Labs, in this case, does not refer to a shortened version of the word, laboratory, but rather to those popular, darling dogs who according to a recent study, can detect the early stages of bowel cancer with more than 90% accuracy.
For some reason, certain dogs, such as Labradors and Portuguese water dogs, are more able to sniff out bladder, skin, lung, breast and ovarian cancers than others.
The latest Japanese study, the results of which were published in the January 31 online edition of the journal Gut, found that over a period of several months and a total of 74 sniff tests, the Labrador’s ability to detect cancer in breath samples was 95% accurate and 98% accurate for stool samples.
The goal of this project was to discover whether odor could become an effective tool in colorectal cancer screening.
According to the study:
“The accuracy was high even for early cancer… The results of all tests were correct, thereby suggesting that a specific cancer scent indeed exists… These odor materials may become effective tools in screening.”
The hopeful future of this research conducted at Japan’s Kyushu University and headed by Dr. Hideto Sonoda, is the possibility of a new electronic sensor, which incorporates the cancer-specific compounds that are so accurately detected by dogs.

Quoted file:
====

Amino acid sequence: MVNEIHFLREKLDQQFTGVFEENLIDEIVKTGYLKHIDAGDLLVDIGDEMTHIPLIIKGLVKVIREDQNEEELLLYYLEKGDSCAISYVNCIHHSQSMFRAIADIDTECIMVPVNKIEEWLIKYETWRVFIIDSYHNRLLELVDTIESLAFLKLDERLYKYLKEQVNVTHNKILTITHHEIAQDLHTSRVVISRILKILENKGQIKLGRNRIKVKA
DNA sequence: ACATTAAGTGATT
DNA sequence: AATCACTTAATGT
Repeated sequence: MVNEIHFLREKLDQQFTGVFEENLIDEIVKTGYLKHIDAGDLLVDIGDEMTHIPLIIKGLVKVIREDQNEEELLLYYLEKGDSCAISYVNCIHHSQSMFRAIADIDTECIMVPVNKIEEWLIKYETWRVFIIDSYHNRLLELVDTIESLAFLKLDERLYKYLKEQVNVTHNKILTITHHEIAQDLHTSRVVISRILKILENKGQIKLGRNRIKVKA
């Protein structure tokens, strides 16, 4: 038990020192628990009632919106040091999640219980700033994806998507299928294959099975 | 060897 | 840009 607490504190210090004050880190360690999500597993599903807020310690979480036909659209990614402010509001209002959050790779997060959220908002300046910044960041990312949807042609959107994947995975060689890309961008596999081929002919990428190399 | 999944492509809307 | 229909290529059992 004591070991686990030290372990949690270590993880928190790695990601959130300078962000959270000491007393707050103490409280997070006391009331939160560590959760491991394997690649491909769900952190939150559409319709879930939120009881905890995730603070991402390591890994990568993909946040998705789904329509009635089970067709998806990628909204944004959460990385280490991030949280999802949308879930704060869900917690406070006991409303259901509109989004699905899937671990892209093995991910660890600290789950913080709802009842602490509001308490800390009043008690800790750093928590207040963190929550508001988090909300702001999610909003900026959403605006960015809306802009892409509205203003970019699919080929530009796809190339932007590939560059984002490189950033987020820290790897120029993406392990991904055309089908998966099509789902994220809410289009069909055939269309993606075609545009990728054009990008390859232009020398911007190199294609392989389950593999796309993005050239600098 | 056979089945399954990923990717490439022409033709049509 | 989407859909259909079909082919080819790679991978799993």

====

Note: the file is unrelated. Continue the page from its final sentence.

Researchers utilized a specially trained 8-year-old female Labrador retriever named Marine for this special project. Although initially trained for water rescue, this amazing dog was able to detect 12 types of cancer in patients’ breath samples before she even joined the colorectal cancer study!
The tests, which included samples of stool and exhaled breath from 40 cancer patients and 320 healthy people, were conducted from November to June, because according to Sonoda, the dog’s concentration tends to decrease during the summer season.
In 33 of 36 breath tests and in 37 of 38 stool trials, Marine was able to distinguish cancerous samples from non-cancerous samples. The tests were repeated three times and got the same results.
The researchers also took breath and stool samples from patients with breast, stomach and prostate cancer. Sonoda claimed:
“Canine scent judgment yielded correct answers for these cancers as well, suggesting that common scents may exist among various cancer types.”
The ability is amazing but still very variable as much depends on the dog’s ability to concentrate, which may vacillate from day to day. This makes canine scent judgment a very exciting prospect that needs more development before it can be considered an accurate clinical tool.
The answer seems to lie in identifying the cancer-specific organic compounds the dog so clearly recognizes and developing a sensor that can also detect them accurately.
Still, no matter how you look at this:
Woof woof, hooray!
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